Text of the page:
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Being an adoption referee(7 Posts)
I have been asked by a close friend to be a referee for adoption. I feel very honoured indeed to be asked and filled out the form fully and honestly, giving details. I am now thinking ahead to the interview with the social worker, and, perhaps because I come from a severely disfunctional childhood home myself, I find I am keen to sit down with my friend and ask him my own searching questions before those questions are asked of me by the SW. I have realised that, close as we are, and trust each other as we do, it doesn’t mean I can guess at his perspective on parenting or his planning for the crucial life changes because the subject is new to our mutual radar. I feel guilt about wishing to grill him in this way, but also that my only real duty is to the as yet unknown child whose life might be about the change direction. Can anyone put my mind at rest that I am not being inappropriate in wanting to push him on what I see as the key points? Thanks so much for any advice to come.
Personally I feel you would be totally overstepping the boundaries.
You have been asked to provide a reference and no more. It'a not your job to grill your friend on his parenting perspectives, that's the social workers job as part of his assessment and training. Parenting an adopted child is very different and you have no idea what needs this future child will have. It'a not for you to determine what the key points are or how he is planning for parenthood.
This might sound harsh but if one of my referees had tried to do this with me I 'd have changed my mind about them being a referee. I think I might also have some concerns about how you would respond if thought your friend wasn't parenting their child in what you see as the right way.
I totally agree, all you’re being asked to do is give an honest account of your experience of your friend. Social workers won’t ask you about his parenting style, they’ll want to know about him as a person which you should be able to comment on.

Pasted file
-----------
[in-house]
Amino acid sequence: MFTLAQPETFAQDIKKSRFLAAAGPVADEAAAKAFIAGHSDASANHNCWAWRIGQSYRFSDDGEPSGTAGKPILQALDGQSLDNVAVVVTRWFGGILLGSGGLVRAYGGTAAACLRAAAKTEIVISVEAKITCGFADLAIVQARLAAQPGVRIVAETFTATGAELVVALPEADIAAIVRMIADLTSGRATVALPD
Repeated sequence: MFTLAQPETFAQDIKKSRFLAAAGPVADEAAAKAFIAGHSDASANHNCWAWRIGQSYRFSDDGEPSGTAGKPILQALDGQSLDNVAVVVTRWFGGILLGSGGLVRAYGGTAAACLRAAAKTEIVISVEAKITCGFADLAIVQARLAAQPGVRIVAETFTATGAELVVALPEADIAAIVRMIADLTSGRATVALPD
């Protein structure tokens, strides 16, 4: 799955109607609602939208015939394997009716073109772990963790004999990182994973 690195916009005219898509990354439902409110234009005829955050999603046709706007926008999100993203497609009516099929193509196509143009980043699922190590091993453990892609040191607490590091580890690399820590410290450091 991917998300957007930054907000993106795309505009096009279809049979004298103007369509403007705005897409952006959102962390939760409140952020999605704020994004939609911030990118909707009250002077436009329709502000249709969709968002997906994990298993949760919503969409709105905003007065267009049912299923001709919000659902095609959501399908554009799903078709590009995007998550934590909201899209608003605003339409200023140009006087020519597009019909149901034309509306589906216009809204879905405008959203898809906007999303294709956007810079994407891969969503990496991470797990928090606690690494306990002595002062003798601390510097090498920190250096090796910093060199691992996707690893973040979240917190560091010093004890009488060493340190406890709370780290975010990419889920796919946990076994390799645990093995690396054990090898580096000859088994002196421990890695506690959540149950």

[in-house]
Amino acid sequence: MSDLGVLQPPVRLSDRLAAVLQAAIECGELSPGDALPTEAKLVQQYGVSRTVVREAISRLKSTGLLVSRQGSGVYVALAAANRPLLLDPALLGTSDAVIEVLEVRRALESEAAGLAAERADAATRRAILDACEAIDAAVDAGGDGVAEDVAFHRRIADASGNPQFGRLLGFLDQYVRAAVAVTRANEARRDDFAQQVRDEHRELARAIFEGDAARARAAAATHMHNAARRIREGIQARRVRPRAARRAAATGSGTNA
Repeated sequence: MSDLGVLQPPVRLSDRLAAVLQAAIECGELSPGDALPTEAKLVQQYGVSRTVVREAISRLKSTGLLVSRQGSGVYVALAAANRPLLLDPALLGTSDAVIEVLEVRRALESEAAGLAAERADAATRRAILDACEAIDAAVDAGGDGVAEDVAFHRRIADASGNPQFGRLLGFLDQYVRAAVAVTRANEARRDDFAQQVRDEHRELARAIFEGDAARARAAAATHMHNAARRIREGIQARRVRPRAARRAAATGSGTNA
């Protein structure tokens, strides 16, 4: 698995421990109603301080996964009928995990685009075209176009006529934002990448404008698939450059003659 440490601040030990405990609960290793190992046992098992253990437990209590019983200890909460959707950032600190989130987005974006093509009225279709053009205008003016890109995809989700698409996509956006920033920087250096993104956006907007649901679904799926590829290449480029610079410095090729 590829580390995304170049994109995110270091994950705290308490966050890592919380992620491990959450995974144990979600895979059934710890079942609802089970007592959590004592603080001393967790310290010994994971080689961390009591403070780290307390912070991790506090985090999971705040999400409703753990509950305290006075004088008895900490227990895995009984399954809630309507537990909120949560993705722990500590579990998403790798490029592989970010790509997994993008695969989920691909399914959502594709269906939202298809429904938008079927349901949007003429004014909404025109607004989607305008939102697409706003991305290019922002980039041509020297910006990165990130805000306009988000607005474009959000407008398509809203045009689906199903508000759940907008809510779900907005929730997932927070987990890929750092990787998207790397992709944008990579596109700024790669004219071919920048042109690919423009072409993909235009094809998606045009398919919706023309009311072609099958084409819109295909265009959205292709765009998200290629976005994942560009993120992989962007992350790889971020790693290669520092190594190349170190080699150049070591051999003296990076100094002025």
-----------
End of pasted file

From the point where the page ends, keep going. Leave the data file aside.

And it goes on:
I don’t think you have any right to “grill” him, of course if you feel uncomfortable about giving a reference you can always decline and suggest he uses someone else. You have no responsibility to any child that might be placed, that duty of care rests with social work.
Thank you both, that is genuinely helpful and has shifted my perspective. I appreciate it.
I also agree with PPs. To reassure you perhaps, our referees (BIL and SIL) were asked quite personal things about why we didn’t pursue having a birth child. They replied that they had never asked us and we hadn’t shared this. They felt that we are private people and it was inappropriate of them to ask us this. The SW was fine with this. As a referee you don’t need to know everything about the person, their reasons for adopting or how they’d parent (and in fact, until we start to do it, none of us really knows), but you can speak to their character, trustworthiness etc. It’s not your job to judge their suitability to adopt, that’s for the professionals to do.
Anything you don't know the answer to, just say you don't know.
We had a variety of referees, those who knew us individually, those who knew us as a couple, those who had seen us interact with children, those that hadn't. The SWs didn't interview them all, they took their pick.
Yes, I agree with PPs. Adoption referees can only speak from their own perspective - friend, relative, whatever. They’re not being asked to do the social worker’s job for them, in terms of deciding whether they’re being a fit parent.
One of my referees was asked if there was anything she thought I’d find difficult about parenting and she answered very honestly and insightfully. (She told me what she said!) That’s the sort of personal perceptive social workers are looking for.
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